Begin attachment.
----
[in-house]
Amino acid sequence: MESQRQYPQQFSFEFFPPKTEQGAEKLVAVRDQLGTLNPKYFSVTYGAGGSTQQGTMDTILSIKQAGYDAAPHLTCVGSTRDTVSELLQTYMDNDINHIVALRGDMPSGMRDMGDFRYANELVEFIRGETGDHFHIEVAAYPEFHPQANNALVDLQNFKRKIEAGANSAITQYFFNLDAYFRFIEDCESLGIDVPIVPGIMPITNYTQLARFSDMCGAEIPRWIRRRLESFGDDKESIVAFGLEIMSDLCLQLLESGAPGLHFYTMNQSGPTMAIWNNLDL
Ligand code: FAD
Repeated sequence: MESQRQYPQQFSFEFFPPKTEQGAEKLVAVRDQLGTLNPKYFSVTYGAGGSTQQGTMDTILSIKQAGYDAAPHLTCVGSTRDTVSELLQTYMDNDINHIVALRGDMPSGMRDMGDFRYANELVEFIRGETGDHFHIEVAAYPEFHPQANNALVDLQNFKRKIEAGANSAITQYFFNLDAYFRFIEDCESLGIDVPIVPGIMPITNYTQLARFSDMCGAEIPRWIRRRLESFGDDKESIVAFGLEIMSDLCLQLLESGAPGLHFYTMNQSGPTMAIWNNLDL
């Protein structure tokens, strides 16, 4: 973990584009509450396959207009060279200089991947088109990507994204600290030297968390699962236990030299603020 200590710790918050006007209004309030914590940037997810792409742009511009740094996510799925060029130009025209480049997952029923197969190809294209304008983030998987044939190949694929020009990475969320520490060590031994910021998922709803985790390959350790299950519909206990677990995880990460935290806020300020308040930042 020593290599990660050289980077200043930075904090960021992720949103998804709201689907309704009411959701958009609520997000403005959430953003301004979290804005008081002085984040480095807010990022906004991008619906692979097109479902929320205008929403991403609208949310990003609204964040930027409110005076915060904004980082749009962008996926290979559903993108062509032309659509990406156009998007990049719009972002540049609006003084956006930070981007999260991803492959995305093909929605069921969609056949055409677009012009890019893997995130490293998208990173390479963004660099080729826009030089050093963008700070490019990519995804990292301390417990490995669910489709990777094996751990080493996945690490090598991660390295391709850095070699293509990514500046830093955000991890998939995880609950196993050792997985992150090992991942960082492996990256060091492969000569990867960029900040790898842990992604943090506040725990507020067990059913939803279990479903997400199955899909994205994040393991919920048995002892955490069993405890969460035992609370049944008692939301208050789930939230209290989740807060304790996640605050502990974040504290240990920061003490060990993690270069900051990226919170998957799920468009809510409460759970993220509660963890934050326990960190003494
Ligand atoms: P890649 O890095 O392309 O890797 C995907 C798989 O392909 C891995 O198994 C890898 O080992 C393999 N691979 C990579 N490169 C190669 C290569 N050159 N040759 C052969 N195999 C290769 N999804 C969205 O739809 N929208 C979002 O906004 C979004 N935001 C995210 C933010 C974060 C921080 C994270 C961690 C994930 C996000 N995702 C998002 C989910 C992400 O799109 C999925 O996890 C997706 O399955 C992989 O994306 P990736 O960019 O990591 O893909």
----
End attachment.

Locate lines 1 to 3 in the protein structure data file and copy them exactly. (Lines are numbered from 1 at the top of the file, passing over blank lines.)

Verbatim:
[in-house]
Amino acid sequence: MESQRQYPQQFSFEFFPPKTEQGAEKLVAVRDQLGTLNPKYFSVTYGAGGSTQQGTMDTILSIKQAGYDAAPHLTCVGSTRDTVSELLQTYMDNDINHIVALRGDMPSGMRDMGDFRYANELVEFIRGETGDHFHIEVAAYPEFHPQANNALVDLQNFKRKIEAGANSAITQYFFNLDAYFRFIEDCESLGIDVPIVPGIMPITNYTQLARFSDMCGAEIPRWIRRRLESFGDDKESIVAFGLEIMSDLCLQLLESGAPGLHFYTMNQSGPTMAIWNNLDL
Ligand code: FAD